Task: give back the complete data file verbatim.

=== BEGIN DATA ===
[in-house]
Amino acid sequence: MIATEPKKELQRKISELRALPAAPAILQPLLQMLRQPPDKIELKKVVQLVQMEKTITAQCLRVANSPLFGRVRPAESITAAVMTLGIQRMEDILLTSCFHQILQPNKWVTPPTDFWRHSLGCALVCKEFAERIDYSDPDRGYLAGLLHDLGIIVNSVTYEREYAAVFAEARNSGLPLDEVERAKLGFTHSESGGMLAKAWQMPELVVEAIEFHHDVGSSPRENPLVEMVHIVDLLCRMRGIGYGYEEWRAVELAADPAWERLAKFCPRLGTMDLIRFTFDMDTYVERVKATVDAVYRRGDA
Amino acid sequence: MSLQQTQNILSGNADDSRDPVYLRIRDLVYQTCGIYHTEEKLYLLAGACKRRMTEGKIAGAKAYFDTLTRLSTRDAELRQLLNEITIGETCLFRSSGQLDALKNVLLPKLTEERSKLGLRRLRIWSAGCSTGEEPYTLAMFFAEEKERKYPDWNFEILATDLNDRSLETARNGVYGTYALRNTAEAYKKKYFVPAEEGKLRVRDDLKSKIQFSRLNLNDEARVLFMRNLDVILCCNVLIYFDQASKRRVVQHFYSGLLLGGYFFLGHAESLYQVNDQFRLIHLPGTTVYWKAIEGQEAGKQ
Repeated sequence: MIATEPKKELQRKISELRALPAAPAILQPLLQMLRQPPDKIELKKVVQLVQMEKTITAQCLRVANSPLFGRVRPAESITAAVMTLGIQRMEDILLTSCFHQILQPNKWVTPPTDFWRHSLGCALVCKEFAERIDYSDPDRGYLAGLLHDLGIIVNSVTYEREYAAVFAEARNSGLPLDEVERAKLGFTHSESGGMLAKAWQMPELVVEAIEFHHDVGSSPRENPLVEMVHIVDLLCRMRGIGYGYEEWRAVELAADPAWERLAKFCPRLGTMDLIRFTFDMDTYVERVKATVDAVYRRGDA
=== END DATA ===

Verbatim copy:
[in-house]
Amino acid sequence: MIATEPKKELQRKISELRALPAAPAILQPLLQMLRQPPDKIELKKVVQLVQMEKTITAQCLRVANSPLFGRVRPAESITAAVMTLGIQRMEDILLTSCFHQILQPNKWVTPPTDFWRHSLGCALVCKEFAERIDYSDPDRGYLAGLLHDLGIIVNSVTYEREYAAVFAEARNSGLPLDEVERAKLGFTHSESGGMLAKAWQMPELVVEAIEFHHDVGSSPRENPLVEMVHIVDLLCRMRGIGYGYEEWRAVELAADPAWERLAKFCPRLGTMDLIRFTFDMDTYVERVKATVDAVYRRGDA
Amino acid sequence: MSLQQTQNILSGNADDSRDPVYLRIRDLVYQTCGIYHTEEKLYLLAGACKRRMTEGKIAGAKAYFDTLTRLSTRDAELRQLLNEITIGETCLFRSSGQLDALKNVLLPKLTEERSKLGLRRLRIWSAGCSTGEEPYTLAMFFAEEKERKYPDWNFEILATDLNDRSLETARNGVYGTYALRNTAEAYKKKYFVPAEEGKLRVRDDLKSKIQFSRLNLNDEARVLFMRNLDVILCCNVLIYFDQASKRRVVQHFYSGLLLGGYFFLGHAESLYQVNDQFRLIHLPGTTVYWKAIEGQEAGKQ
Repeated sequence: MIATEPKKELQRKISELRALPAAPAILQPLLQMLRQPPDKIELKKVVQLVQMEKTITAQCLRVANSPLFGRVRPAESITAAVMTLGIQRMEDILLTSCFHQILQPNKWVTPPTDFWRHSLGCALVCKEFAERIDYSDPDRGYLAGLLHDLGIIVNSVTYEREYAAVFAEARNSGLPLDEVERAKLGFTHSESGGMLAKAWQMPELVVEAIEFHHDVGSSPRENPLVEMVHIVDLLCRMRGIGYGYEEWRAVELAADPAWERLAKFCPRLGTMDLIRFTFDMDTYVERVKATVDAVYRRGDA